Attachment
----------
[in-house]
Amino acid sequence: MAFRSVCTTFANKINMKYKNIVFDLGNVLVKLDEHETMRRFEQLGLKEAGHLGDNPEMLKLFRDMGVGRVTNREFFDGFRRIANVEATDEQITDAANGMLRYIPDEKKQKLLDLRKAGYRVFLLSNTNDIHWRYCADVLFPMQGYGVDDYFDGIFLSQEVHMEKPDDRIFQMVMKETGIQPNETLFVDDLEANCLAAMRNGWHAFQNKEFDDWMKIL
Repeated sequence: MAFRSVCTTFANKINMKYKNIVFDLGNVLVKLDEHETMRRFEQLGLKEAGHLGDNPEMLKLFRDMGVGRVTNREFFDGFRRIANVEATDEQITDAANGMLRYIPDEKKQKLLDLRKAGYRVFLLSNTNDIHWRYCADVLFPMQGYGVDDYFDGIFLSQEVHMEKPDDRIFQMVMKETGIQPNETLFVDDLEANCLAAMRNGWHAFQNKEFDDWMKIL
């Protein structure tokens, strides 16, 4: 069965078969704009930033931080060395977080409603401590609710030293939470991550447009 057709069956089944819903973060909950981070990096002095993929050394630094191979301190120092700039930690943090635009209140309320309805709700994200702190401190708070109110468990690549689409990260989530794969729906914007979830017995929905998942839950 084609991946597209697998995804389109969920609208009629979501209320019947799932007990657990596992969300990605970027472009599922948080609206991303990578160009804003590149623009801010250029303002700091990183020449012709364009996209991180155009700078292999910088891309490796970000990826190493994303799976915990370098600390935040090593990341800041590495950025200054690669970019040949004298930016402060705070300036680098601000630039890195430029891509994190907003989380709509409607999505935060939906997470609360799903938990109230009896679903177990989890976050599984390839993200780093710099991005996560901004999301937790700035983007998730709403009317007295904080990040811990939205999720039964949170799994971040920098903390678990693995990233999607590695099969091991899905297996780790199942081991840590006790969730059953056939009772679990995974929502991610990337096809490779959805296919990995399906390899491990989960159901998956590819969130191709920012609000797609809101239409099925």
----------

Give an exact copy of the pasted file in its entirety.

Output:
[in-house]
Amino acid sequence: MAFRSVCTTFANKINMKYKNIVFDLGNVLVKLDEHETMRRFEQLGLKEAGHLGDNPEMLKLFRDMGVGRVTNREFFDGFRRIANVEATDEQITDAANGMLRYIPDEKKQKLLDLRKAGYRVFLLSNTNDIHWRYCADVLFPMQGYGVDDYFDGIFLSQEVHMEKPDDRIFQMVMKETGIQPNETLFVDDLEANCLAAMRNGWHAFQNKEFDDWMKIL
Repeated sequence: MAFRSVCTTFANKINMKYKNIVFDLGNVLVKLDEHETMRRFEQLGLKEAGHLGDNPEMLKLFRDMGVGRVTNREFFDGFRRIANVEATDEQITDAANGMLRYIPDEKKQKLLDLRKAGYRVFLLSNTNDIHWRYCADVLFPMQGYGVDDYFDGIFLSQEVHMEKPDDRIFQMVMKETGIQPNETLFVDDLEANCLAAMRNGWHAFQNKEFDDWMKIL
């Protein structure tokens, strides 16, 4: 069965078969704009930033931080060395977080409603401590609710030293939470991550447009 057709069956089944819903973060909950981070990096002095993929050394630094191979301190120092700039930690943090635009209140309320309805709700994200702190401190708070109110468990690549689409990260989530794969729906914007979830017995929905998942839950 084609991946597209697998995804389109969920609208009629979501209320019947799932007990657990596992969300990605970027472009599922948080609206991303990578160009804003590149623009801010250029303002700091990183020449012709364009996209991180155009700078292999910088891309490796970000990826190493994303799976915990370098600390935040090593990341800041590495950025200054690669970019040949004298930016402060705070300036680098601000630039890195430029891509994190907003989380709509409607999505935060939906997470609360799903938990109230009896679903177990989890976050599984390839993200780093710099991005996560901004999301937790700035983007998730709403009317007295904080990040811990939205999720039964949170799994971040920098903390678990693995990233999607590695099969091991899905297996780790199942081991840590006790969730059953056939009772679990995974929502991610990337096809490779959805296919990995399906390899491990989960159901998956590819969130191709920012609000797609809101239409099925």